View Full Version : Koosah Falls in PS

09-22-2013, 09:45 PM
I broke down and got Photoshop, the least intuitive software I have ever used. Hard to believe this is the industry standard?
Using keystrokes? In 2013? Oh well, I will learn to use it for certain things but it seems cumbersome and totally user unfriendly.
Over with rant.

This is Koosah Falls, a big fall on the Mckenzie River in the Oregon Cascades.

1/3, f22, 70mm (70-200), D800, HH braced on a railing, PP in NX2 and PS cs6.

DSC_8106bp.jpg (http://www.birdphotographers.net/forums/attachment.php?attachmentid=132783&stc=1&d=1379904204)

Don Nelson
09-22-2013, 11:30 PM
Nicely composed. Koosah and Sahalie are absolutely stunning falls, with real limited access on the south banks - its pretty well tree-d in, and you did very well at this capture.
If it were mine, I'd do the following
1) Lose some of the cyan in the water -- this water isn't glacial as it originates out of the ground at the edge of the lava field.. So its not that Cyan (which is the result of color boosting the overcast/shaded areas of capture). One way is to use the adjustment layer->Hue/Saturation in PS
2) Get rid of the branch extending into the white water. There are multiple ways.
3) You need to give it some (more) output sharpening -- its just not sharp as it should be as presented. After resizing, you can do filter->sharpen->smart sharpen. Do this at 100% (or "actual pixels") and watch out for halos. Back off when you see them. Sharpening in ps isn't true sharpening but edge contrast adjustment. Do the sharpening on a separate layer and then change the blending to "luminosity" - if you just sharpen you will sometimes see a color shift as the sharpening happens. Luminosity allows the layer to be the L (similar to Lab mode) and then pick up the colors of the underlying layer(s)
You'll have to do a better job at the branch removal - this was just a quickie to show the concept. Sorry, but I don't have your big raw to start with which will improve your output.
Hope you don't mind:
<Note to viewers --This is just a concept image -- its neither fully rendered nor absent of unintended artifacts. Its not final. Treat it is as a concept>


Don Nelson
09-22-2013, 11:34 PM
And Good that you acquired PS. Many of the most-used commands can be alternately brought up by keyboard strokes -- its easier than the click menus. If you don't like some, you can remap them.....

09-23-2013, 12:18 AM
Thanks, Don.
I should have removed the branch. The RAW image was not sharp. 1/3 SS and not on a tripod did not produce a great result and I sharpened it as much as I thought looked realistic.
A lot of mist at these big falls also and using a tele lens magnified the mist.
Yours looks a tad over sharpened to me. I have never been to these falls in cloudy weather and I have been there 5 or 6 times. They are a nightmare to expose in sun, so huge and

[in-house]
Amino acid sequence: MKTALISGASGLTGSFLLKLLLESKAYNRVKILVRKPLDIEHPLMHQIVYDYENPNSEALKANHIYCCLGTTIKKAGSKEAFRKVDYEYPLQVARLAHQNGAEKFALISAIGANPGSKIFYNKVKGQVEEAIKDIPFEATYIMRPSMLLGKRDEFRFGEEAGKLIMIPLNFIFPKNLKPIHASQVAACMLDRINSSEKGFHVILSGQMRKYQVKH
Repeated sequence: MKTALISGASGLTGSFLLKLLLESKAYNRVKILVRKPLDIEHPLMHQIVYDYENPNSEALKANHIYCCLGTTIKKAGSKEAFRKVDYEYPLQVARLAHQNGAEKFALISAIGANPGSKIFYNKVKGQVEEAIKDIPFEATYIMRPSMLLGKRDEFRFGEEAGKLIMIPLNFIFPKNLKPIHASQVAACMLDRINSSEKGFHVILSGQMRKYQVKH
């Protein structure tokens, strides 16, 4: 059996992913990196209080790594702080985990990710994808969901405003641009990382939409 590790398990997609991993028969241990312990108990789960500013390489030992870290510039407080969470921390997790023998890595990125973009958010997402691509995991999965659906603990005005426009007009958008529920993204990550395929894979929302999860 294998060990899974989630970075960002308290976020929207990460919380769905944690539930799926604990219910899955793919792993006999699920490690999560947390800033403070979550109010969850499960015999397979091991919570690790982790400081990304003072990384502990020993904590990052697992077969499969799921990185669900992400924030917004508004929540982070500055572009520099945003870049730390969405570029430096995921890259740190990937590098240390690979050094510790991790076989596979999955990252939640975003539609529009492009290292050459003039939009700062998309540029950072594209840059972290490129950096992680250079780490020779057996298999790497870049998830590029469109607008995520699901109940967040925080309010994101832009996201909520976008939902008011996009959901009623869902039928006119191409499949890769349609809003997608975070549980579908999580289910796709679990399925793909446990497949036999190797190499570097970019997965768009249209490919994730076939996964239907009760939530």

so much water. This was underexposed a couple of stops. D800 to the rescue.
Thanks for taking the time, I learn something every time you respond. I do think that PS is crappy to use software, I am a CAD designer and work with 3D software (SolidWorks) that is way more powerful than PS and much easier to use.
There is a reason Apple hates Adobe.....

Don Nelson
09-23-2013, 12:50 AM
Don't confuse "over sharpened" with "sharpened more than I would". Its not oversharpened from the former definition -- there is a really good book you need to read called "real world sharpening".... And for the latter - you and many others have likely never seen anything but digital images or little tiny 35mm film images...you need to look at some 8x10 or 4x5 film images on a light table with a loupe to see what real sharp looks like ;-)

You say the raw wasn't sharp - but the jpg holds up well for sharpening. I don't see evidence of camera movement in the jpg. There is a large area in the center of the falls that is soft due to the intense amounts of mist you saw. Yet the areas outside on left, right and top are plenty sharp for this image size.

Have you tried printing some of these on a good Epson Pro or Canon Pixma printer?

And have you tried to convert some of them to B&W -- they look pretty good by the way

Don Nelson
09-23-2013, 12:54 AM
By the way, the "loss of sharpness" behind the falls is caused by loss in contrast due to the mist. You might find this recoverable via the larger raw/tiff.

Andrew McLachlan
09-23-2013, 07:16 PM
Hi Dan, Don took care of much in his first comment and repost...I really don't mind the branch extending out into the cascading water...great job on bracing against the railing and capturing the image at 1/3 sec. I like the central placement of the falls within this composition as well. Keep 'em coming!

Don Railton
09-24-2013, 11:30 PM
Hi Dan

Very pretty falls, but I think (and agree) the OP is soft. Not surprising considering you were hand held at that speed, so well done considering.. I don't mind the tree on the side, it acts as a frame IMHO, and I like Dons water colour...



gail bisson
09-26-2013, 04:35 PM
I think this is lovely.
I don't mind the branch at all.
I like the general comp but would modify the color at the base of the falls as it looks unnatural.

Roger Clark
09-26-2013, 09:07 PM
I would leave the branch. Beautiful image!


09-26-2013, 10:24 PM
Thanks for the comments, just for fun I reworked this.
This shows the dynamic range of the D800 as I lifted the shadows.
I know some thought the water color was off, but the McKenzie looks like this (well, close?)

DSC_Koosahbp.jpg (http://www.birdphotographers.net/forums/attachment.php?attachmentid=132912&stc=1&d=1380252209)

Morkel Erasmus
10-02-2013, 06:19 AM
Nice composition and misty mood here Dan. I personally like the blue water, adds nice colour balance to the scene. Perhaps a tad yellow overall, quick to sort out in color balance in PS.
Do you then use SolidWorks to edit your photos too?